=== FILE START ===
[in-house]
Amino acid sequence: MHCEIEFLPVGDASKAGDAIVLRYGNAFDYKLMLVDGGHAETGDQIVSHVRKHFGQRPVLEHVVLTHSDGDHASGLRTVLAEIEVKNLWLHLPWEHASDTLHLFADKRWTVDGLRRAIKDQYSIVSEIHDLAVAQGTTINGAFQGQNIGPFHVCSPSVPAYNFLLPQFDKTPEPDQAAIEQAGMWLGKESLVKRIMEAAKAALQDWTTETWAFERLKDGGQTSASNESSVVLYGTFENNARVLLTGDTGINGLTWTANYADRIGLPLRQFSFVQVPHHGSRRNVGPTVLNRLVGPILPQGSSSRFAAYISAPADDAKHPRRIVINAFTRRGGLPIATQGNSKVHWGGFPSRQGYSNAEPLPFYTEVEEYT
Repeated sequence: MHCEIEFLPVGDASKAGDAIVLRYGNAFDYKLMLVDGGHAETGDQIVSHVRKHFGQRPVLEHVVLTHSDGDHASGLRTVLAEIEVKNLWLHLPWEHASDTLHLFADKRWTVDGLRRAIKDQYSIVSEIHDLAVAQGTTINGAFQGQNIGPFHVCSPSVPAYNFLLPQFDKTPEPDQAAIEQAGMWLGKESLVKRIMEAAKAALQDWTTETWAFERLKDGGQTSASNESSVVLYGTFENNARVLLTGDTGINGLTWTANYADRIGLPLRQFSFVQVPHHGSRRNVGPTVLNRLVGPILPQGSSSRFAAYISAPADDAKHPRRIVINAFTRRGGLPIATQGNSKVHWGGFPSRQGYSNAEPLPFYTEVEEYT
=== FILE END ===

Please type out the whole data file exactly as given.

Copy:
[in-house]
Amino acid sequence: MHCEIEFLPVGDASKAGDAIVLRYGNAFDYKLMLVDGGHAETGDQIVSHVRKHFGQRPVLEHVVLTHSDGDHASGLRTVLAEIEVKNLWLHLPWEHASDTLHLFADKRWTVDGLRRAIKDQYSIVSEIHDLAVAQGTTINGAFQGQNIGPFHVCSPSVPAYNFLLPQFDKTPEPDQAAIEQAGMWLGKESLVKRIMEAAKAALQDWTTETWAFERLKDGGQTSASNESSVVLYGTFENNARVLLTGDTGINGLTWTANYADRIGLPLRQFSFVQVPHHGSRRNVGPTVLNRLVGPILPQGSSSRFAAYISAPADDAKHPRRIVINAFTRRGGLPIATQGNSKVHWGGFPSRQGYSNAEPLPFYTEVEEYT
Repeated sequence: MHCEIEFLPVGDASKAGDAIVLRYGNAFDYKLMLVDGGHAETGDQIVSHVRKHFGQRPVLEHVVLTHSDGDHASGLRTVLAEIEVKNLWLHLPWEHASDTLHLFADKRWTVDGLRRAIKDQYSIVSEIHDLAVAQGTTINGAFQGQNIGPFHVCSPSVPAYNFLLPQFDKTPEPDQAAIEQAGMWLGKESLVKRIMEAAKAALQDWTTETWAFERLKDGGQTSASNESSVVLYGTFENNARVLLTGDTGINGLTWTANYADRIGLPLRQFSFVQVPHHGSRRNVGPTVLNRLVGPILPQGSSSRFAAYISAPADDAKHPRRIVINAFTRRGGLPIATQGNSKVHWGGFPSRQGYSNAEPLPFYTEVEEYT